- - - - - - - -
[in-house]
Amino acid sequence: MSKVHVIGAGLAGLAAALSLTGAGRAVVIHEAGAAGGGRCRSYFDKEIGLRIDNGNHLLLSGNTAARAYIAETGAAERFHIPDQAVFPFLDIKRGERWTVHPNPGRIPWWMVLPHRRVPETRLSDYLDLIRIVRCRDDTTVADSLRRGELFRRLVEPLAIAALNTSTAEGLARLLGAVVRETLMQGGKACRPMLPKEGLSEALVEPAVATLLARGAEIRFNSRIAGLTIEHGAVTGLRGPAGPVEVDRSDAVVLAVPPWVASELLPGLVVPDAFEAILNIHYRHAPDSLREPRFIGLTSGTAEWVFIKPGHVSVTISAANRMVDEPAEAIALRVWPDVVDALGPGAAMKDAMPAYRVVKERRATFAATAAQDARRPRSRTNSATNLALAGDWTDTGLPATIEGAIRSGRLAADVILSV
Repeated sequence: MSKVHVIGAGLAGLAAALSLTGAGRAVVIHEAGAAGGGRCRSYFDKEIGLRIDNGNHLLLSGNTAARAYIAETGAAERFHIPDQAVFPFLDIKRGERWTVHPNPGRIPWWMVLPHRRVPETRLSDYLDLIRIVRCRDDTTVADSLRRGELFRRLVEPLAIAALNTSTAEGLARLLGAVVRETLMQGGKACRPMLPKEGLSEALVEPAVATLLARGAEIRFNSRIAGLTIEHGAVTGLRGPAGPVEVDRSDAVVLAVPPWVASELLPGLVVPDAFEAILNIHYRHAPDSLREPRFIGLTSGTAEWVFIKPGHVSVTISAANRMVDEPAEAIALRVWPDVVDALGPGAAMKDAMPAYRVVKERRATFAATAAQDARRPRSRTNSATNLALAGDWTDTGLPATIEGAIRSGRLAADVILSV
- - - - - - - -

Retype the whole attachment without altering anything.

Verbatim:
[in-house]
Amino acid sequence: MSKVHVIGAGLAGLAAALSLTGAGRAVVIHEAGAAGGGRCRSYFDKEIGLRIDNGNHLLLSGNTAARAYIAETGAAERFHIPDQAVFPFLDIKRGERWTVHPNPGRIPWWMVLPHRRVPETRLSDYLDLIRIVRCRDDTTVADSLRRGELFRRLVEPLAIAALNTSTAEGLARLLGAVVRETLMQGGKACRPMLPKEGLSEALVEPAVATLLARGAEIRFNSRIAGLTIEHGAVTGLRGPAGPVEVDRSDAVVLAVPPWVASELLPGLVVPDAFEAILNIHYRHAPDSLREPRFIGLTSGTAEWVFIKPGHVSVTISAANRMVDEPAEAIALRVWPDVVDALGPGAAMKDAMPAYRVVKERRATFAATAAQDARRPRSRTNSATNLALAGDWTDTGLPATIEGAIRSGRLAADVILSV
Repeated sequence: MSKVHVIGAGLAGLAAALSLTGAGRAVVIHEAGAAGGGRCRSYFDKEIGLRIDNGNHLLLSGNTAARAYIAETGAAERFHIPDQAVFPFLDIKRGERWTVHPNPGRIPWWMVLPHRRVPETRLSDYLDLIRIVRCRDDTTVADSLRRGELFRRLVEPLAIAALNTSTAEGLARLLGAVVRETLMQGGKACRPMLPKEGLSEALVEPAVATLLARGAEIRFNSRIAGLTIEHGAVTGLRGPAGPVEVDRSDAVVLAVPPWVASELLPGLVVPDAFEAILNIHYRHAPDSLREPRFIGLTSGTAEWVFIKPGHVSVTISAANRMVDEPAEAIALRVWPDVVDALGPGAAMKDAMPAYRVVKERRATFAATAAQDARRPRSRTNSATNLALAGDWTDTGLPATIEGAIRSGRLAADVILSV